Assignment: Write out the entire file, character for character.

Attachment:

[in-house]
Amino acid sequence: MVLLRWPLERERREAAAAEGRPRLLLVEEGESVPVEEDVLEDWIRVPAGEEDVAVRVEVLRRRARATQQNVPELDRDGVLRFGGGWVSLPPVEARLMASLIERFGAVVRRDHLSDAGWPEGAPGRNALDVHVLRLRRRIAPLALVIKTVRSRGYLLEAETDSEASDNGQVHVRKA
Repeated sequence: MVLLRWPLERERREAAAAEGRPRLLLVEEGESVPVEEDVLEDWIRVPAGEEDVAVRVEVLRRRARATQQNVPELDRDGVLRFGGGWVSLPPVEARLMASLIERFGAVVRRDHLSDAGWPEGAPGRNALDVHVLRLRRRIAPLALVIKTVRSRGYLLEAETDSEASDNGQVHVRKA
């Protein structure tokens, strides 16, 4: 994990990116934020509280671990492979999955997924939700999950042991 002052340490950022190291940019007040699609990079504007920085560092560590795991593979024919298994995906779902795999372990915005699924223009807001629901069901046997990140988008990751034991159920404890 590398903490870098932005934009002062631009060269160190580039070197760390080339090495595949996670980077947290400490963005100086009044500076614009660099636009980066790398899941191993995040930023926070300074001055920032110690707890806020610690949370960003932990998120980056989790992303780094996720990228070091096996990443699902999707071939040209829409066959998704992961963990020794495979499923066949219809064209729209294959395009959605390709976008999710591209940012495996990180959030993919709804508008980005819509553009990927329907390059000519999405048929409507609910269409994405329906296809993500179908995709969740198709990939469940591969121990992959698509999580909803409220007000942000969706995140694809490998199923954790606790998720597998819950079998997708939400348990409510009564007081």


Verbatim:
[in-house]
Amino acid sequence: MVLLRWPLERERREAAAAEGRPRLLLVEEGESVPVEEDVLEDWIRVPAGEEDVAVRVEVLRRRARATQQNVPELDRDGVLRFGGGWVSLPPVEARLMASLIERFGAVVRRDHLSDAGWPEGAPGRNALDVHVLRLRRRIAPLALVIKTVRSRGYLLEAETDSEASDNGQVHVRKA
Repeated sequence: MVLLRWPLERERREAAAAEGRPRLLLVEEGESVPVEEDVLEDWIRVPAGEEDVAVRVEVLRRRARATQQNVPELDRDGVLRFGGGWVSLPPVEARLMASLIERFGAVVRRDHLSDAGWPEGAPGRNALDVHVLRLRRRIAPLALVIKTVRSRGYLLEAETDSEASDNGQVHVRKA
């Protein structure tokens, strides 16, 4: 994990990116934020509280671990492979999955997924939700999950042991 002052340490950022190291940019007040699609990079504007920085560092560590795991593979024919298994995906779902795999372990915005699924223009807001629901069901046997990140988008990751034991159920404890 590398903490870098932005934009002062631009060269160190580039070197760390080339090495595949996670980077947290400490963005100086009044500076614009660099636009980066790398899941191993995040930023926070300074001055920032110690707890806020610690949370960003932990998120980056989790992303780094996720990228070091096996990443699902999707071939040209829409066959998704992961963990020794495979499923066949219809064209729209294959395009959605390709976008999710591209940012495996990180959030993919709804508008980005819509553009990927329907390059000519999405048929409507609910269409994405329906296809993500179908995709969740198709990939469940591969121990992959698509999580909803409220007000942000969706995140694809490998199923954790606790998720597998819950079998997708939400348990409510009564007081």